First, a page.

The U.S. medical establishment has been trying for years to change that pattern, trying to find ways to encourage donation, debating the ethical quandaries inherent in such a delicate, and personal, choice. Monday, a committee appointed by the department of Health and Human Services began compiling a list of possible solutions to the organ availability dilemma. Each of the suggestions has circulated in ethicistsí circles for years; the most controversial of the proposals would provide a small monetary compensation to the survivors of organ donors. The consensus could be there, at least in the medical community: In a statement made a few weeks ago, the American Medical Association reversed itself and announced the payments could be ethical as long as the amount is "small enough to be considered a thank-you rather than a bribe."
Are we ready to start paying a bounty for human organs? Is there a better way? Itís a sticky policy debate made even more complicated by the introduction of cold, hard cash in exchange for human tissue, a practice some medical ethicists consider the ultimate taboo. Cases in Asia, where prisoners and poverty-stricken parents have given up organs (or had them stolen) for much-needed cash, highlight the disastrous potential of such a plan taken to extremes.
Here in the U.S., where such nightmare black market scenarios thankfully remain in the realm of fiction, the money issue does have the potential to underscore the already painful divide between the countryís haves and have-nots. "The danger some people see in compensating survivors is the concern that it would have much more of a negative impact on a poor family than on a wealthy family," says Dr. Howard Brody, professor of family practice at the Center for Ethics and Humanities at Michigan State University. "People worry that weíll end up taking organs from the poor to give to the rich, who are by and large the people who make it onto the transplant waiting lists in the first place."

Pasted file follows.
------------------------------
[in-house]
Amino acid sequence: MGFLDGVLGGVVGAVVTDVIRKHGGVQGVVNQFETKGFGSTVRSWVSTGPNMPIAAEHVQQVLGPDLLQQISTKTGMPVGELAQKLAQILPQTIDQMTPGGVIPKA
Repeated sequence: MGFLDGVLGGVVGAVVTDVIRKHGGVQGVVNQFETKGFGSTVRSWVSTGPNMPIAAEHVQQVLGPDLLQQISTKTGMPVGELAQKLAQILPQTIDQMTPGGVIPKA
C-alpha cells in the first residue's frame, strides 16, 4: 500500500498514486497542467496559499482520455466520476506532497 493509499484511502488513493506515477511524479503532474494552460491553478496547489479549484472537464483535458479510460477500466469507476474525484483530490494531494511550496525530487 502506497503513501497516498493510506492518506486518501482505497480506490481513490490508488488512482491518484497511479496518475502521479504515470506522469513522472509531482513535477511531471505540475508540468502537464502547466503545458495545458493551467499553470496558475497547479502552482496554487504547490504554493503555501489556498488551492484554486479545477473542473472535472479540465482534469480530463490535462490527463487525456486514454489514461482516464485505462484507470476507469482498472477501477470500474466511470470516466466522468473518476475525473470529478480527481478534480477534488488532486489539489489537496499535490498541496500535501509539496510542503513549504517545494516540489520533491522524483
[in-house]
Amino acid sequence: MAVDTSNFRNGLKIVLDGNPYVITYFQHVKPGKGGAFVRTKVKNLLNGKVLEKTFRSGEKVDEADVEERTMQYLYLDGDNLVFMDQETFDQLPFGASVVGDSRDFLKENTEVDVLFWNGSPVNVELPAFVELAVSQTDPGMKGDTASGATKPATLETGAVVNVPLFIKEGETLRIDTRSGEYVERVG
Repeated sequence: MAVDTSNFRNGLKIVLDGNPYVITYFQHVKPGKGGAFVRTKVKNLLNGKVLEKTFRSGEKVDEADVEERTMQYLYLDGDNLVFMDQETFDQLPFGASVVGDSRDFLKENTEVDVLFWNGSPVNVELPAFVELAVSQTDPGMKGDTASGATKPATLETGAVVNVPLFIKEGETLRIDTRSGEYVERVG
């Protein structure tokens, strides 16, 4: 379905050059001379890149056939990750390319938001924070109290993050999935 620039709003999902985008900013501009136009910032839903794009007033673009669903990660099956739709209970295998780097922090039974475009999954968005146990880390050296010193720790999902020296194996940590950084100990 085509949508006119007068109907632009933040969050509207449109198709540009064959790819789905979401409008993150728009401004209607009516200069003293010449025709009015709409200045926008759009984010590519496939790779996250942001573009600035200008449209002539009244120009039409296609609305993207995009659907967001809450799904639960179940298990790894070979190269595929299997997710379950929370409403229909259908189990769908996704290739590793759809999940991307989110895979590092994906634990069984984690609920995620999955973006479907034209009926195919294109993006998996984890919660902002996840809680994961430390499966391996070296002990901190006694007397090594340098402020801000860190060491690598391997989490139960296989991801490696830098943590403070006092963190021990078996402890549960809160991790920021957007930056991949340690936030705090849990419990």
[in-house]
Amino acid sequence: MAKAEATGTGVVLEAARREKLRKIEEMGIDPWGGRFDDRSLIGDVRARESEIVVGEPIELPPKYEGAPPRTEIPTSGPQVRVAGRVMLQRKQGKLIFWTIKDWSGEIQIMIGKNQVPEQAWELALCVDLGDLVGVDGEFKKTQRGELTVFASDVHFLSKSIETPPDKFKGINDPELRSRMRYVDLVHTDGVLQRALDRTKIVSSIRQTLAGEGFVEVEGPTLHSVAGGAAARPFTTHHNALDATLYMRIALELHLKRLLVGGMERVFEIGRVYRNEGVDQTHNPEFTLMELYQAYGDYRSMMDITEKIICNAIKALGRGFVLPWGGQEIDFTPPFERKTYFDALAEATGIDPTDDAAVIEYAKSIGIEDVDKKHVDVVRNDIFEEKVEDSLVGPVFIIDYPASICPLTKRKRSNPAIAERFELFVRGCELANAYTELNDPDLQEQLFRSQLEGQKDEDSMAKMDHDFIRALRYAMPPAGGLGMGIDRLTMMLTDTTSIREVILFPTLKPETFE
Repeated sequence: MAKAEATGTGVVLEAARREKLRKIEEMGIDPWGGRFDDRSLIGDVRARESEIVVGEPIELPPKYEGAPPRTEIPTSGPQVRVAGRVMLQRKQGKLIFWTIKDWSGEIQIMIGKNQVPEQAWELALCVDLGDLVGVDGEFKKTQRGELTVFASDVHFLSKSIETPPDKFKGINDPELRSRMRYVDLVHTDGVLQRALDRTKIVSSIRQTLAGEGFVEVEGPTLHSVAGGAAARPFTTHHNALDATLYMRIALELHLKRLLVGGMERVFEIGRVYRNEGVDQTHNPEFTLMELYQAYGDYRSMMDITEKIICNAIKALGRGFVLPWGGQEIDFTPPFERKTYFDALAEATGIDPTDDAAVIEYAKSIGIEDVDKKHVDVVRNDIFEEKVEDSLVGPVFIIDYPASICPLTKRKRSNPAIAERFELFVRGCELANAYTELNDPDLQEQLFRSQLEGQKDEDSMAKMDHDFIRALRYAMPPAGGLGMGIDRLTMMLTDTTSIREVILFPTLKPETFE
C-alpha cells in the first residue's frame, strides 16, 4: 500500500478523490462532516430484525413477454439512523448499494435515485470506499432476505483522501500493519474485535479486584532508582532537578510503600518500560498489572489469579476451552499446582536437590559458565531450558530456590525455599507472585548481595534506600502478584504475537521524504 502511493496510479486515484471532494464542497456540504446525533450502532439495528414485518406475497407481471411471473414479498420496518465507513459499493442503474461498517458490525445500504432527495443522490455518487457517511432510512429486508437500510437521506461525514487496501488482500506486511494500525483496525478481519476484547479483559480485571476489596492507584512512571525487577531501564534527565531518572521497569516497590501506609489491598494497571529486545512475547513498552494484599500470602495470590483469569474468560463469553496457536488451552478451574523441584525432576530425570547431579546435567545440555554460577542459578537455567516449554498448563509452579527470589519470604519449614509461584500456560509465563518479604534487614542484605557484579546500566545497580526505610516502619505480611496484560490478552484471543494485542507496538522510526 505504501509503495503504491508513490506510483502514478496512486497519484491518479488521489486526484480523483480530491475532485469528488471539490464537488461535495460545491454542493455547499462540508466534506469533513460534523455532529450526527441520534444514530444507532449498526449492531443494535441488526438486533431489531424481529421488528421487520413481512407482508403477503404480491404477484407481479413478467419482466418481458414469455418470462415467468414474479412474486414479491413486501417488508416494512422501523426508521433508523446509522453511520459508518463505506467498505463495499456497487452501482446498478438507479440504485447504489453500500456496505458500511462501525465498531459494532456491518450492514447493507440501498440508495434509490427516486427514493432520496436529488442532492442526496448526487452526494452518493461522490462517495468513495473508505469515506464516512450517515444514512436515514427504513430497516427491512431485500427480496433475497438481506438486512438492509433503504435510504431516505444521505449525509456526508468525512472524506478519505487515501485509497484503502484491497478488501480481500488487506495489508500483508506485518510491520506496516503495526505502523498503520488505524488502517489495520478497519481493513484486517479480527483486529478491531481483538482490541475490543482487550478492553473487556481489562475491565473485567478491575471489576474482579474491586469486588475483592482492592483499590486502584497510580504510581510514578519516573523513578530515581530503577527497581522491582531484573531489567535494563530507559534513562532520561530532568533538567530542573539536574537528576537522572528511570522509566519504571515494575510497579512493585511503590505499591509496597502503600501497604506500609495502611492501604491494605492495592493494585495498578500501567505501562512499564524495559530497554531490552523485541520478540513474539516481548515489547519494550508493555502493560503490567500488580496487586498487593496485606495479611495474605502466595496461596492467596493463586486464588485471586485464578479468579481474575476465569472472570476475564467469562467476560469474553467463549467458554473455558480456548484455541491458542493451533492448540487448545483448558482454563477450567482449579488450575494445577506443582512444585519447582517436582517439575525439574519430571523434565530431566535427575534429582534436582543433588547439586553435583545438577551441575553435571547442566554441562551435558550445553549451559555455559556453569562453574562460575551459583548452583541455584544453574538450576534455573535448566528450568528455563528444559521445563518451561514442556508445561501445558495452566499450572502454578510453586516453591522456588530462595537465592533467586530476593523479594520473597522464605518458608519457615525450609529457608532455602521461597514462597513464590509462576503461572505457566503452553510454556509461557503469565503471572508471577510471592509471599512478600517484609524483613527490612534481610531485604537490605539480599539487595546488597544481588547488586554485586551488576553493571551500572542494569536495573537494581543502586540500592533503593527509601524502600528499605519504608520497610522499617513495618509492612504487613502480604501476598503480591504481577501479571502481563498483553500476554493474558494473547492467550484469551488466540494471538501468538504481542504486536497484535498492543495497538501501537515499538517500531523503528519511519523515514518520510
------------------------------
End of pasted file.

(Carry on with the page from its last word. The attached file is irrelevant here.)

Organ donation can be a squeamish topic even for doctors, says Dr. Brody. Current law actually allows the harvesting of organs from people carrying donor cards, even over familial objections. Itís just that very few doctors have the stomach to override the wishes of a grieving family. (The HHS committee also suggested allowing organs to be harvested unless families actively prohibit it.)
This is a critical public health issue, and yet interest among the American public remains perfunctory at best. The number of patients dying while waiting for organs has been on the rise for years, primarily due to modern medicineís ability to keep people with debilitating illnesses alive for months, even years, while waiting for replacement organs. An increasing number of deaths, while tragic, may at least help raise public awareness about organ donations.
Some academics feel itís high time the public got involved in this ivory tower debate. "Ethicists have been debating all these possibilities for years now, but weíre not the ones who will be the ultimate arbiters on this issue," says Dr. Brody,. "The question is what the public wants to do, and eventually, what is decided in legislatures or in the courts." The key, says Dr. Brody, is balancing the powerful potential for good with the potential for abuse, and eventually deciding which we are more willing to live with. "If we do certain things to increase donations," he says, "we may err on the side of having a few people donating who didnít want to donate. And if we donít take action, weíll continue to see life-saving organs being buried over the express wishes of the deceased."